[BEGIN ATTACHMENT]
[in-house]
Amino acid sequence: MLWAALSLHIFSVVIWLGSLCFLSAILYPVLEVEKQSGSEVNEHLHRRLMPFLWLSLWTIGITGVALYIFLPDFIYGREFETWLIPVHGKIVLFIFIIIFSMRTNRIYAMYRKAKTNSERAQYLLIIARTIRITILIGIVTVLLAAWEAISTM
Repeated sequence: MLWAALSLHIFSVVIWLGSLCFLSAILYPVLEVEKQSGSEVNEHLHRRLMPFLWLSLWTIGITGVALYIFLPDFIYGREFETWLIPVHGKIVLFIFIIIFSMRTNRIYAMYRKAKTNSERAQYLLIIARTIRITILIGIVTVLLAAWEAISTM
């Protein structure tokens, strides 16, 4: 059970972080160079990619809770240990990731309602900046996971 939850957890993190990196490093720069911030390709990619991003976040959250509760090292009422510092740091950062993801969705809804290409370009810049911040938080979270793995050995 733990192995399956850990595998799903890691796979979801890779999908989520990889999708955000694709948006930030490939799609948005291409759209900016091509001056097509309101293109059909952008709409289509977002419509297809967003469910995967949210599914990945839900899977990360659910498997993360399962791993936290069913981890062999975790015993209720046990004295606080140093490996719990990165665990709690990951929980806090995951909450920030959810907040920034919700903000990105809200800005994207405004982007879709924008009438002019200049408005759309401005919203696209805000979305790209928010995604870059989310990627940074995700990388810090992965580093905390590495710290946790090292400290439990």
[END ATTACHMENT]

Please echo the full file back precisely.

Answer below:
[in-house]
Amino acid sequence: MLWAALSLHIFSVVIWLGSLCFLSAILYPVLEVEKQSGSEVNEHLHRRLMPFLWLSLWTIGITGVALYIFLPDFIYGREFETWLIPVHGKIVLFIFIIIFSMRTNRIYAMYRKAKTNSERAQYLLIIARTIRITILIGIVTVLLAAWEAISTM
Repeated sequence: MLWAALSLHIFSVVIWLGSLCFLSAILYPVLEVEKQSGSEVNEHLHRRLMPFLWLSLWTIGITGVALYIFLPDFIYGREFETWLIPVHGKIVLFIFIIIFSMRTNRIYAMYRKAKTNSERAQYLLIIARTIRITILIGIVTVLLAAWEAISTM
């Protein structure tokens, strides 16, 4: 059970972080160079990619809770240990990731309602900046996971 939850957890993190990196490093720069911030390709990619991003976040959250509760090292009422510092740091950062993801969705809804290409370009810049911040938080979270793995050995 733990192995399956850990595998799903890691796979979801890779999908989520990889999708955000694709948006930030490939799609948005291409759209900016091509001056097509309101293109059909952008709409289509977002419509297809967003469910995967949210599914990945839900899977990360659910498997993360399962791993936290069913981890062999975790015993209720046990004295606080140093490996719990990165665990709690990951929980806090995951909450920030959810907040920034919700903000990105809200800005994207405004982007879709924008009438002019200049408005759309401005919203696209805000979305790209928010995604870059989310990627940074995700990388810090992965580093905390590495710290946790090292400290439990």